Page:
How Do Flea and Tick Pet Medications Work?

How Do Flea and Tick Pet Medications Work?

An infestation of fleas or ticks on your pet can be a nightmare for your both, from endless flea baths and powders to the threat of Lyme disease. Using preventative medication can combat those bugs and keep your pet happy, healthy and doing what they do best — running, jumping and playing outside. Learn more about flea and tick medications and how they work, below.

The Importance of Flea and Tick Medication for Pets

Preventing fleas and ticks is an important part of caring for your pet and keeping yourself (and home) pest-free. 

“In addition to being a nuisance, [fleas and ticks] can transmit parasites and numerous disease-carrying organisms, with illnesses that could range from mild to life-threatening,” Bell says. “This risk isn’t just for cats and dogs, but for the people who share their environment.”

Left untreated, fleas can cause skin rashes, anemia and bacterial diseases while ticks can be a carrier of Lyme disease, a dangerous and potentially damaging condition for your pet. Fleas can be picked up from the outdoors, other pets and indoor areas where fleas may be present. They reproduce rapidly, and can be a major problem for people’s clothing, furniture, and hair in addition to their pet. Ticks are generally picked up outdoors, especially in heavily wooded areas.

How do Flea and Tick Medications for Pets Work?

There are a variety of different types of flea and tick medications, including topical treatments, oral medication and flea and tick collars. To be effective, the medications rely on chemicals that paralyzes and/or kills fleas or ticks at their various life stages, said Susan O’Bell, DVM at the MSPCA-Angell Animal Medical Center. Common chemicals found in these medications include permethrins, fipronil, amitraz and diatomaceous earth that are responsible for killing the bugs before they can lay eggs on your pet’s skin.

Topical treatments tend to be the most popular form of flea and tick prevention, and are used by applying the medication between your pet’s shoulder blades or at the base of their neck. They are absorbed by the animal’s oil and sweat glands in the skin, and help your pet repel fleas and ticks within 24 hours. These treatments are waterproof, but need a full day to dry after being applied. Some products claim to repel mosquitos and flies, but both don’t, according to Bell. For prevention of additional pests, including heartworm, mites and round or hookworm, talk to your veterinarian about the proper product to use for your pet.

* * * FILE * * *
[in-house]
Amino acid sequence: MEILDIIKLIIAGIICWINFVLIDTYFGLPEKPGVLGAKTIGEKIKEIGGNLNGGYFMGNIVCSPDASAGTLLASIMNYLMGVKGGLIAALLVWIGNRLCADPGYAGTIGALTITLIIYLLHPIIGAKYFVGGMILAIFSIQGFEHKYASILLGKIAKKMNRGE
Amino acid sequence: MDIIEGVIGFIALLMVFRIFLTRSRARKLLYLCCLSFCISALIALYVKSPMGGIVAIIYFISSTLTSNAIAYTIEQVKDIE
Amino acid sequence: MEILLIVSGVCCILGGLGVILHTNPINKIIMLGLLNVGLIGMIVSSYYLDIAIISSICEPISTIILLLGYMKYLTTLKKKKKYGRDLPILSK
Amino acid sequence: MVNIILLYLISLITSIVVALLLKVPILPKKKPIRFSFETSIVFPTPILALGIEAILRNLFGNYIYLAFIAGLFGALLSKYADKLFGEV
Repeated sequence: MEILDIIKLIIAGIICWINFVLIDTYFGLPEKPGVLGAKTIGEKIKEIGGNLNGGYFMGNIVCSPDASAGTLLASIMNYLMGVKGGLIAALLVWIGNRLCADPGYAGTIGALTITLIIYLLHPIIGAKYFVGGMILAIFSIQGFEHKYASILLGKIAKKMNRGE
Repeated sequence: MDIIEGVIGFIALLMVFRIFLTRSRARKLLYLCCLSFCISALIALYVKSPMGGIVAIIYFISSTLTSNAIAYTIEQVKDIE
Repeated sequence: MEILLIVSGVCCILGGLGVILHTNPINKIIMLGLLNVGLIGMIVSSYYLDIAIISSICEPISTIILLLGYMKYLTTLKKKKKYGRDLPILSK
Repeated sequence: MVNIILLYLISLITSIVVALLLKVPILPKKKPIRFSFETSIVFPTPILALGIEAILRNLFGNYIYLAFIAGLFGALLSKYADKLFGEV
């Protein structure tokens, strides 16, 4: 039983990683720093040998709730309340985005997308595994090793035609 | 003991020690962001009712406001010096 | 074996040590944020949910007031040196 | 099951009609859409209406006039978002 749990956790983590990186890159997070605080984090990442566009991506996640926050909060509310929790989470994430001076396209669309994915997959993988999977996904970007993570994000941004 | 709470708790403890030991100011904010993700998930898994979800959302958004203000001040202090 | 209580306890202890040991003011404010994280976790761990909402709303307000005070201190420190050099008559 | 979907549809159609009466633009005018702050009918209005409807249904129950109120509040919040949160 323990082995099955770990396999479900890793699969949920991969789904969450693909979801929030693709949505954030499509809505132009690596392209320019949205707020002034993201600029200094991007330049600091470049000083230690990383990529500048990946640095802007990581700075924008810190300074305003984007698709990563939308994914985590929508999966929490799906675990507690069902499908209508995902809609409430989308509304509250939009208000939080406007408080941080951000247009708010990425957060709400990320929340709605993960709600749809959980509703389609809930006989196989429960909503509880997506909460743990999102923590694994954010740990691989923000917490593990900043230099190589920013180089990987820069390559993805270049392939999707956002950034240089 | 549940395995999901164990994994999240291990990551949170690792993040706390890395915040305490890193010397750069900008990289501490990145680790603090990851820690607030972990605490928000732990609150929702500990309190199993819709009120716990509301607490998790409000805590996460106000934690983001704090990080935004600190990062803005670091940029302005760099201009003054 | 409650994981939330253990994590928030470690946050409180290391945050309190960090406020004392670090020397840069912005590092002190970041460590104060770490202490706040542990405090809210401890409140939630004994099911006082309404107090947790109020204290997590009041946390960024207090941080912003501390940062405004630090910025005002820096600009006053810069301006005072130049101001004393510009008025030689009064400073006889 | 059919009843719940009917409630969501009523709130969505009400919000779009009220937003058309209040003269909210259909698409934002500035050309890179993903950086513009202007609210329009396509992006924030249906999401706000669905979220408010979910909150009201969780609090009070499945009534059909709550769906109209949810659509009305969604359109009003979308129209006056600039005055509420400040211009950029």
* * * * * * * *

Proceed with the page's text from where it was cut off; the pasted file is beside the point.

Finding the Right Flea and Tick Medication For Your Pet

There are a variety of products designed to help keep your pet flea and tick free, including sprays, oral medications, topical medications and collars. Your veterinarian will often have these types of products in their office, and you should consult with them before choosing the right treatment for your pet, Bell says. If you’re looking to purchase preventative products elsewhere, be sure to always shop for flea and tick medication from trusted, reliable sources. Knowing the source of these products, particularly in case of product failure or an adverse reaction, will help you seek help if you need it, Bell says.

“Use the expertise of your veterinarian and support staff to help you make the best decision for your pet based on a risk assessment for flea and tick infestations,” she says. “The advantage of all these options is that you’ll be able to find a product that fits the needs of your pet quite well.”

Once you’ve determined which product you’ll use, make sure to read the instruction labels carefully and follow the directions closely, Bell said. Call a consumer hotline or your vet if you have any questions before use, and make sure you follow the age, weight and animal guidelines on the label. Some medications safe for dogs, like permethrins, can be very toxic to cats, making it essential to use the right product for the proper pet.

Though rare, more adverse reactions to these medications is possible, so be sure to monitor your pet closely in the first few days following its application, and try not to give your pet any additional medications when trying a new flea and tick treatment, Bell says.

Get more information about flea and tick medication and prevention here


Shop flea and tick medications here


Ermolaev Aexander via Shutterstock 

Social Image Tricia/Flickr

Was This Article Helpful? Check Out Our Spring Guide for More Great Tips >>